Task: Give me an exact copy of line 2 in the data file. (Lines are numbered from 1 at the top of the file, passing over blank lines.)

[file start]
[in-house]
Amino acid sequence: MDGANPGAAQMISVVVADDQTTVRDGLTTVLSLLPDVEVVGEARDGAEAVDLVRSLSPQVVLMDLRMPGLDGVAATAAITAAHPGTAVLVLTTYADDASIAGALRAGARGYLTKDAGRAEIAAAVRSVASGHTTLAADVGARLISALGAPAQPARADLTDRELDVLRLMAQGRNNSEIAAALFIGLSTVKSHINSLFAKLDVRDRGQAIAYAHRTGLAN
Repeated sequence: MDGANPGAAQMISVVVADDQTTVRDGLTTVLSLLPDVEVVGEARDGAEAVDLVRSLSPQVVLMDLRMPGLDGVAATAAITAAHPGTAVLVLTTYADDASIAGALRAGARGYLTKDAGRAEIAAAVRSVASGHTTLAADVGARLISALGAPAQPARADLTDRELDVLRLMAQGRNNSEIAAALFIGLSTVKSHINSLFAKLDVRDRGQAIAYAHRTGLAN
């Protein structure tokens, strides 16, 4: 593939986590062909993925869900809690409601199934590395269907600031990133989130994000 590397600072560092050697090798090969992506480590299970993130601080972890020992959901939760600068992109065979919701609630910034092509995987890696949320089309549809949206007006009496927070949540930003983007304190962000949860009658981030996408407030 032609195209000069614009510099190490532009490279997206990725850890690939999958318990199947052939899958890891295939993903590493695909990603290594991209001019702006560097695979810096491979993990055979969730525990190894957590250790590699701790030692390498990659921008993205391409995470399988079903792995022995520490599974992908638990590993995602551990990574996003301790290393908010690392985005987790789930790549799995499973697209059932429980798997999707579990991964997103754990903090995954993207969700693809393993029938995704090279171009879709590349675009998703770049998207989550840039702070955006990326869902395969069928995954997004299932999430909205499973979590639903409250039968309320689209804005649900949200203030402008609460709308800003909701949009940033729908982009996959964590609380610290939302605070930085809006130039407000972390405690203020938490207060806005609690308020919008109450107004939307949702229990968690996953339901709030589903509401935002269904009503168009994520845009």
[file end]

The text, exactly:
Amino acid sequence: MDGANPGAAQMISVVVADDQTTVRDGLTTVLSLLPDVEVVGEARDGAEAVDLVRSLSPQVVLMDLRMPGLDGVAATAAITAAHPGTAVLVLTTYADDASIAGALRAGARGYLTKDAGRAEIAAAVRSVASGHTTLAADVGARLISALGAPAQPARADLTDRELDVLRLMAQGRNNSEIAAALFIGLSTVKSHINSLFAKLDVRDRGQAIAYAHRTGLAN